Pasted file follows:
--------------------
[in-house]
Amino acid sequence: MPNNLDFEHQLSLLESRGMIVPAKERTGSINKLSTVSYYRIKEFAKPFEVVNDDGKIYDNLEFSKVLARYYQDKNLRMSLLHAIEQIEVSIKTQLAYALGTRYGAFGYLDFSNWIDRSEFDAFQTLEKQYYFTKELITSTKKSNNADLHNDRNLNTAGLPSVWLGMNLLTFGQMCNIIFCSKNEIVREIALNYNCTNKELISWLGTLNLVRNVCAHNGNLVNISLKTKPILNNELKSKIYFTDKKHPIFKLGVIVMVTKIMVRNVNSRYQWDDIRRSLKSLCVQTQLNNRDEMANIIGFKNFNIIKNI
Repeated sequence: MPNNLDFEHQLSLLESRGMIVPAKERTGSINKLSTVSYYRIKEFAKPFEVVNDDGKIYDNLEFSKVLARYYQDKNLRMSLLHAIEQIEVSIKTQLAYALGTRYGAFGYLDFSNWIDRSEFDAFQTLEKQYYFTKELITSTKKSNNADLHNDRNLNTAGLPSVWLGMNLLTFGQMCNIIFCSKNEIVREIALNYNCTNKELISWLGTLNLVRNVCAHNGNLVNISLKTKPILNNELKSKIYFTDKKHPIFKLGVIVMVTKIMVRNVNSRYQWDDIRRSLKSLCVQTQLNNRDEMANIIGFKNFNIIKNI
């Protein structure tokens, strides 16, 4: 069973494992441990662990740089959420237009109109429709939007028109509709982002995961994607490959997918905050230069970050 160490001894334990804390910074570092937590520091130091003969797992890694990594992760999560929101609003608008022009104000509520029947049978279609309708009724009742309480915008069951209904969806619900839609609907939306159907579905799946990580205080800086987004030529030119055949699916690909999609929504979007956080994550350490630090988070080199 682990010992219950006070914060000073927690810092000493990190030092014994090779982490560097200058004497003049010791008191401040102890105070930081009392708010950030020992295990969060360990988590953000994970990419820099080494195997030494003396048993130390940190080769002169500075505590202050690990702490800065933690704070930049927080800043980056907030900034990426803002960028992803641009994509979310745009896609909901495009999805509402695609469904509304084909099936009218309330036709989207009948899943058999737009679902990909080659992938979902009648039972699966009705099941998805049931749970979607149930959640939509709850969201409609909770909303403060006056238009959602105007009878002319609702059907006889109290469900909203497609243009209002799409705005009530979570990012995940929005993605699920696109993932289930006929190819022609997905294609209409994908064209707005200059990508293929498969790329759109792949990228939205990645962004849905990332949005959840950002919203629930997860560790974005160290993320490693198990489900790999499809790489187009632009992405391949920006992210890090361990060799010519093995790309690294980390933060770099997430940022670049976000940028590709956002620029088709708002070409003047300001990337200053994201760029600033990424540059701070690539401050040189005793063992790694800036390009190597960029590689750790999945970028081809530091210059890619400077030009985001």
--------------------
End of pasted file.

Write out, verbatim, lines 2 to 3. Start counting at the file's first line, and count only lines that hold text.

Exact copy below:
Amino acid sequence: MPNNLDFEHQLSLLESRGMIVPAKERTGSINKLSTVSYYRIKEFAKPFEVVNDDGKIYDNLEFSKVLARYYQDKNLRMSLLHAIEQIEVSIKTQLAYALGTRYGAFGYLDFSNWIDRSEFDAFQTLEKQYYFTKELITSTKKSNNADLHNDRNLNTAGLPSVWLGMNLLTFGQMCNIIFCSKNEIVREIALNYNCTNKELISWLGTLNLVRNVCAHNGNLVNISLKTKPILNNELKSKIYFTDKKHPIFKLGVIVMVTKIMVRNVNSRYQWDDIRRSLKSLCVQTQLNNRDEMANIIGFKNFNIIKNI
Repeated sequence: MPNNLDFEHQLSLLESRGMIVPAKERTGSINKLSTVSYYRIKEFAKPFEVVNDDGKIYDNLEFSKVLARYYQDKNLRMSLLHAIEQIEVSIKTQLAYALGTRYGAFGYLDFSNWIDRSEFDAFQTLEKQYYFTKELITSTKKSNNADLHNDRNLNTAGLPSVWLGMNLLTFGQMCNIIFCSKNEIVREIALNYNCTNKELISWLGTLNLVRNVCAHNGNLVNISLKTKPILNNELKSKIYFTDKKHPIFKLGVIVMVTKIMVRNVNSRYQWDDIRRSLKSLCVQTQLNNRDEMANIIGFKNFNIIKNI